The Olympics: a time for worldwide celebration and unity. The games, however, are often used as a distraction – distraction from politics, terror attacks and war. It’s easy for those living in the U.S. to use these games just as such. The athletes get a vacation in beautiful Brazil, and viewers at home can kick back on the couch, cheering their countries on. But while first world countries get a break from the seemingless endless stream of despairing news stories, these stories don’t vanish. War rages on across the globe, displacing hundreds in what has become the Global Refugee Crisis.
But these refugees are just like every other boy and girl across the globe. They too dreamed of making it to the Olympics, displaying their talent on the highest stage. Even in the face of adversity, these athletes were not going to sit back and let the horrors of war dictate their lives.
The 2016 Rio Olympics was the first time a team of 10 refugees came walking through the Parade of Nations, heads held high, under an Olympic flag.
These 10 athletes hailed from four different countries including Syria, South Sudan, Ethiopia, and the Democratic Republic of Congo. Their respective sports were as diverse as the athletes themselves, ranging from swimming to running to even judo.
While in Rio, this refugee team was treated like any other country’s representatives: they lived in the Olympic Village, they were screened for performance-enhancing drugs, and if they secured a medal, the Olympic flag would be raised and the Olympic tune would be sung.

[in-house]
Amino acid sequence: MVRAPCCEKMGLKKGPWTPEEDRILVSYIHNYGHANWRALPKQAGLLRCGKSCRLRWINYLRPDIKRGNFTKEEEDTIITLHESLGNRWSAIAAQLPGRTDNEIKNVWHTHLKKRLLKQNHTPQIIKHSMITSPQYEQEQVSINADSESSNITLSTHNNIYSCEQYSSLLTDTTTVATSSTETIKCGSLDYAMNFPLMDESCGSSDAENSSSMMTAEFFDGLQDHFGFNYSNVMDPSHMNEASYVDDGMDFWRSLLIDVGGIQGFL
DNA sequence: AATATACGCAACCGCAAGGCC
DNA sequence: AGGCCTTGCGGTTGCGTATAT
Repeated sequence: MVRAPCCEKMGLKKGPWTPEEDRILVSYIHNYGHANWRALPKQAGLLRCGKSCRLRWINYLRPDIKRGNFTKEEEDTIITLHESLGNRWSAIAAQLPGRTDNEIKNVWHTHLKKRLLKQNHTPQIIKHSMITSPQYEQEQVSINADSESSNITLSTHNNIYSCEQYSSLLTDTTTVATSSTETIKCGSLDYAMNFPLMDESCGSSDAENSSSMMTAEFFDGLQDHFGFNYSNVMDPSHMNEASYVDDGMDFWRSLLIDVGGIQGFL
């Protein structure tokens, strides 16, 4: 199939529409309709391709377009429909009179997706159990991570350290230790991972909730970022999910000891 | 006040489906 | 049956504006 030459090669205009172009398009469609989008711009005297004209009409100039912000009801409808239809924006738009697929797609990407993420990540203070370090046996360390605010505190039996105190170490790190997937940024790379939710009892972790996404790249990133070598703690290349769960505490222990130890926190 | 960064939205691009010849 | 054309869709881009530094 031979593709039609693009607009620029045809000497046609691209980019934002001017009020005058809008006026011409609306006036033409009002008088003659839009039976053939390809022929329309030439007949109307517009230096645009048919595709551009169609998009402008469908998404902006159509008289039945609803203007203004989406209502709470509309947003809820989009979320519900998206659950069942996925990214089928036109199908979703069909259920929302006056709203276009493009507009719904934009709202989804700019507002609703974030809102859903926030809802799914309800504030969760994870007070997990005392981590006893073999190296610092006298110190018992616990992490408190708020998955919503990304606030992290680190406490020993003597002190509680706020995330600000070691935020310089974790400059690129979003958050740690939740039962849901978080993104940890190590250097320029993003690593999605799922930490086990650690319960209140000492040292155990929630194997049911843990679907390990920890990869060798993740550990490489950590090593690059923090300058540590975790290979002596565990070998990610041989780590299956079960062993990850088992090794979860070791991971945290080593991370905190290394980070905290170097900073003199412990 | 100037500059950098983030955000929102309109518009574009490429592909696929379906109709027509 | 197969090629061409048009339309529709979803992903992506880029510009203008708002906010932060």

Even though no medals were achieved by this team, their stories of hope and courage were heard around the world. Years from now, those looking back on the 2016 Olympics will remember not only Michael Phelps and Usain Bolt but Yusra Mardini, the Syrian refugee who towed a boat of 20 to safety in the frigid waters of the Aegean Sea and competed in the 100m freestyle and butterfly.
The International Olympic Committee’s, or IOC’s, support of refugees will not end in Rio. The IOC has established a fund of 2 million U.S. dollars to go towards relief projects and continues to partner with the United Nations to help the worldwide refugee crisis.
This year the Olympic games were able to bring the world even closer together. President Thomas Bach of the IOC encapsulated just what the olympic spirit is all about.
“This will be a symbol of hope,” Bach said. “It is also a signal to the international community that refugees are our fellow human beings and are an enrichment to our society.”